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I've never tried my hand at javascript but I'm just wanting to know if it is actually possible to do this before I spend time learning the code.

I've spent a couple of days looking around the forums and trying to use code already generated on a demo site to see how changing certain properties affects a section as a whole.

My CSS specifies the 'a:link', 'a:active' and 'a:visited' as a set colour and the a:hover as its complementary color (#128EED = color, #ED7112 = complementary).

I want one of 8 pre-determined colors to be randomly selected when any of the pages are loaded, and the complementary color of the pre-determined, random color to be the a:hover color.

Any information would be greatly appreciated before I start to attempt to do this.

Thank you and kind regards.

share|improve this question
possible duplicate of Setting CSS pseudo-class rules from JavaScript – epascarello Mar 15 '12 at 20:39
as much as this post is likely relevant to the post mentioned above, I'd like to point out that there are a number of code newbies that wouldn't know particular terminology like pseudo-class and may have to ask a really basic question in order to understand something... everyone has to start somewhere! – jonniery Mar 15 '12 at 21:04
The accepted answer is wrong, since you can not set the link, active, and hover directly. The question I said was a duplicate actually has an answer on how you could do it. – epascarello Mar 15 '12 at 21:17
up vote 0 down vote accepted

Yes, you can do that. You can set the style on an element through javascript, you could create several classes to color what you need and apply those classes randomly, etc. There are multiple solutions to your problems, but it's very doable.

Also, it's never a waste of time to learn javascript if you are web programming. It can take a lot of stress off of a page needing to go back and forth to the server as well as add functionality that HTML can't provide or can't easily provide.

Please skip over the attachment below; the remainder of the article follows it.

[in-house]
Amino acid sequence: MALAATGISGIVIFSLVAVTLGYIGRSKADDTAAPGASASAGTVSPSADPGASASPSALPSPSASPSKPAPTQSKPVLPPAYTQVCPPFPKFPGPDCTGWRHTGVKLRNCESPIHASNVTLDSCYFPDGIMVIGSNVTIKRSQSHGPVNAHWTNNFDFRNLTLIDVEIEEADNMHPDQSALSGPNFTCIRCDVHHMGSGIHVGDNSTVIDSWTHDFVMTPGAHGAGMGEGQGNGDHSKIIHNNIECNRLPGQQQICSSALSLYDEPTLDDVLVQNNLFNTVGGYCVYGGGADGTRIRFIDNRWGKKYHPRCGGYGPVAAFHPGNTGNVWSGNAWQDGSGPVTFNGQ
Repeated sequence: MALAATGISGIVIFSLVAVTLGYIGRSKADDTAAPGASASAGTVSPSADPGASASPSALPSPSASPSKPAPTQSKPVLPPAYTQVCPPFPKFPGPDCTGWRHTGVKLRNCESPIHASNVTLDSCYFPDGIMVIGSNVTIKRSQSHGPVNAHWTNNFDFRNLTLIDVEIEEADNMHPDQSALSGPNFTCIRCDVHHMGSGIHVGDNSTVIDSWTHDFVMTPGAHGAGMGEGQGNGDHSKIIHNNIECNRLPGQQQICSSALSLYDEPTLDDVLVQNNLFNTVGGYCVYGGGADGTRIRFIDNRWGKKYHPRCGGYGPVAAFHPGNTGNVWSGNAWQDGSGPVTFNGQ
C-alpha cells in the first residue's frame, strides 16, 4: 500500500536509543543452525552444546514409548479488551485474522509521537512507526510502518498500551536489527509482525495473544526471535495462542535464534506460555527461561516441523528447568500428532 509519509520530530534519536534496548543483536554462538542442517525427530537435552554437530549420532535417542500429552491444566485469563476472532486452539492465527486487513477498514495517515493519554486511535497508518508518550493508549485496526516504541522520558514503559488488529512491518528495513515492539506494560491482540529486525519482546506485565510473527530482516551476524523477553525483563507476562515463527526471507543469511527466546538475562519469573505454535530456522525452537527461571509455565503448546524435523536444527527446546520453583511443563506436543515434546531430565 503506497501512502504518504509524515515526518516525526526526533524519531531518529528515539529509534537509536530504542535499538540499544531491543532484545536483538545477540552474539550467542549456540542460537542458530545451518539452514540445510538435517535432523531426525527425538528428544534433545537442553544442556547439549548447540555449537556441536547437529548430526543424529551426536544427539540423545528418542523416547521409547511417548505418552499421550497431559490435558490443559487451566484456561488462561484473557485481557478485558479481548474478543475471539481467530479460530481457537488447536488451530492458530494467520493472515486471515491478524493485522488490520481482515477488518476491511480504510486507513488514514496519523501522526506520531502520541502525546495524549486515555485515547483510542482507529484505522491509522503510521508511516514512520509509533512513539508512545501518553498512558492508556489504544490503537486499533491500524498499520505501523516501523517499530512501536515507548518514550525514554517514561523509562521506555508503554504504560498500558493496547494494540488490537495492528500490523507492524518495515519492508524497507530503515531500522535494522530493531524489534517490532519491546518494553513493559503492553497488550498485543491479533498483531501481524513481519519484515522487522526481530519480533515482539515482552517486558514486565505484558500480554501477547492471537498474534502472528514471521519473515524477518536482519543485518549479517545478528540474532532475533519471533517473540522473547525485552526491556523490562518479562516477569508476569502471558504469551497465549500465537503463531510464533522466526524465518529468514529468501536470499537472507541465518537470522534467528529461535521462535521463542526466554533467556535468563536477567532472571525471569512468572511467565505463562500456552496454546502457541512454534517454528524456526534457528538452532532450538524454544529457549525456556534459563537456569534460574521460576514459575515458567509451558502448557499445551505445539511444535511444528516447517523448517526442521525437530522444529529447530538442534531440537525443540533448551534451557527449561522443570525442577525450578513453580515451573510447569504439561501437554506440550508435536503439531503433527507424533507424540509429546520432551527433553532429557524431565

share|improve this answer
Thank you. I'm a photographer by trade but i'm sure js will be useful to know at a deeper level so I can edit myself. – jonniery Mar 15 '12 at 21:00

EDIT: it is not possible to set certain style attributes, including hover, etc. But there are workarounds to this, one being linked in a comment to this answer. Apologies if I misled you.

Yup it is possible! Just use something like this; assuming you have an array called ColorArray which is an array of arrays (each sub array is the pair of complementary colors):

I'm not sure if the words after .style are accurate, but they should be easy enough to look up. I separated it into 5 lines so its easy to see what's going on, but im sure there is a better or more compressed way to express this.

// choose a random complementary pair
var pair = ColorArray[Math.floor(Math.random() * CollorArray.length)];

// grab elements and assign them style attributes
document.getElementsByTagName("tag") = pair[0]
document.getElementsByTagName("tag") = pair[0]
document.getElementsByTagName("tag").style.visited = pair[0]

// Your complementary color assignment now:
document.getElementsByTagName("tag").style.hover = pair[1]
share|improve this answer
Thank's a bunch, I'll definitely use this as a base and I'll let everyone know how it goes so that the code can be used by anybody else. – jonniery Mar 15 '12 at 20:57
@JonathonRyan you're welcome. I recently learned JavaScript and found these videos immensely helpful, you may too:, good luck! – zallarak Mar 15 '12 at 21:08
How is this the answer? You can not set :link :active and :visited directly like this answer implies? – epascarello Mar 15 '12 at 21:16
@epascarello you are right, thanks for catching that. This link may help:… – zallarak Mar 15 '12 at 21:19

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